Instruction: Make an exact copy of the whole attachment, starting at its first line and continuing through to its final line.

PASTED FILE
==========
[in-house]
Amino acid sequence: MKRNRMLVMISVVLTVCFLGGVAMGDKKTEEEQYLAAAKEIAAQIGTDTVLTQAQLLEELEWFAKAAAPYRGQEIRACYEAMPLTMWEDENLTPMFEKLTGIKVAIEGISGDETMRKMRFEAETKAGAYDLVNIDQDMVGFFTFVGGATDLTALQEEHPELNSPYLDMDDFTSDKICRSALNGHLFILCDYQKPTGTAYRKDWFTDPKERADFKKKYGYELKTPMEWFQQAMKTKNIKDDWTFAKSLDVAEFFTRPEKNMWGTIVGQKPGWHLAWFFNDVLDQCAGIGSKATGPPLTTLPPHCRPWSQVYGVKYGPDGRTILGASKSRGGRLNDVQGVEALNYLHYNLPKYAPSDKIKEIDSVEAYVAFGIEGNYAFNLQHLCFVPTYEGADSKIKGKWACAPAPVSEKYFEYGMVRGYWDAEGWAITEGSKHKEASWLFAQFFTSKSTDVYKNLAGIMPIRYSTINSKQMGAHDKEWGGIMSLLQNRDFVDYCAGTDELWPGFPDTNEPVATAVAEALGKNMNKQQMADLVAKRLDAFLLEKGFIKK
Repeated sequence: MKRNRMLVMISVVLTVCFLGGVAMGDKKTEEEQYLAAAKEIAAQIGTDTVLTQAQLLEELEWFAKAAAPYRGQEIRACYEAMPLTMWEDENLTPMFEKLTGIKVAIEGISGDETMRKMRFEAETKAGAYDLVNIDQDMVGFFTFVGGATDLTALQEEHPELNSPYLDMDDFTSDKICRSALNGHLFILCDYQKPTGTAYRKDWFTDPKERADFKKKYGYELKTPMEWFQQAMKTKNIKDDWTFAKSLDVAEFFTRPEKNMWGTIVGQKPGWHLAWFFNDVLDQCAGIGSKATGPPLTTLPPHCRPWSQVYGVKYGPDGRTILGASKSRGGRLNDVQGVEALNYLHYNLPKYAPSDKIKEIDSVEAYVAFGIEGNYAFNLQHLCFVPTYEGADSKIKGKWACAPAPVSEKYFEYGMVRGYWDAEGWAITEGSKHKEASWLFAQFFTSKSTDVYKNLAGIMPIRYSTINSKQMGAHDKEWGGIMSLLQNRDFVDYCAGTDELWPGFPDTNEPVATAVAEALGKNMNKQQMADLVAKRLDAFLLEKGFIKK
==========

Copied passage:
[in-house]
Amino acid sequence: MKRNRMLVMISVVLTVCFLGGVAMGDKKTEEEQYLAAAKEIAAQIGTDTVLTQAQLLEELEWFAKAAAPYRGQEIRACYEAMPLTMWEDENLTPMFEKLTGIKVAIEGISGDETMRKMRFEAETKAGAYDLVNIDQDMVGFFTFVGGATDLTALQEEHPELNSPYLDMDDFTSDKICRSALNGHLFILCDYQKPTGTAYRKDWFTDPKERADFKKKYGYELKTPMEWFQQAMKTKNIKDDWTFAKSLDVAEFFTRPEKNMWGTIVGQKPGWHLAWFFNDVLDQCAGIGSKATGPPLTTLPPHCRPWSQVYGVKYGPDGRTILGASKSRGGRLNDVQGVEALNYLHYNLPKYAPSDKIKEIDSVEAYVAFGIEGNYAFNLQHLCFVPTYEGADSKIKGKWACAPAPVSEKYFEYGMVRGYWDAEGWAITEGSKHKEASWLFAQFFTSKSTDVYKNLAGIMPIRYSTINSKQMGAHDKEWGGIMSLLQNRDFVDYCAGTDELWPGFPDTNEPVATAVAEALGKNMNKQQMADLVAKRLDAFLLEKGFIKK
Repeated sequence: MKRNRMLVMISVVLTVCFLGGVAMGDKKTEEEQYLAAAKEIAAQIGTDTVLTQAQLLEELEWFAKAAAPYRGQEIRACYEAMPLTMWEDENLTPMFEKLTGIKVAIEGISGDETMRKMRFEAETKAGAYDLVNIDQDMVGFFTFVGGATDLTALQEEHPELNSPYLDMDDFTSDKICRSALNGHLFILCDYQKPTGTAYRKDWFTDPKERADFKKKYGYELKTPMEWFQQAMKTKNIKDDWTFAKSLDVAEFFTRPEKNMWGTIVGQKPGWHLAWFFNDVLDQCAGIGSKATGPPLTTLPPHCRPWSQVYGVKYGPDGRTILGASKSRGGRLNDVQGVEALNYLHYNLPKYAPSDKIKEIDSVEAYVAFGIEGNYAFNLQHLCFVPTYEGADSKIKGKWACAPAPVSEKYFEYGMVRGYWDAEGWAITEGSKHKEASWLFAQFFTSKSTDVYKNLAGIMPIRYSTINSKQMGAHDKEWGGIMSLLQNRDFVDYCAGTDELWPGFPDTNEPVATAVAEALGKNMNKQQMADLVAKRLDAFLLEKGFIKK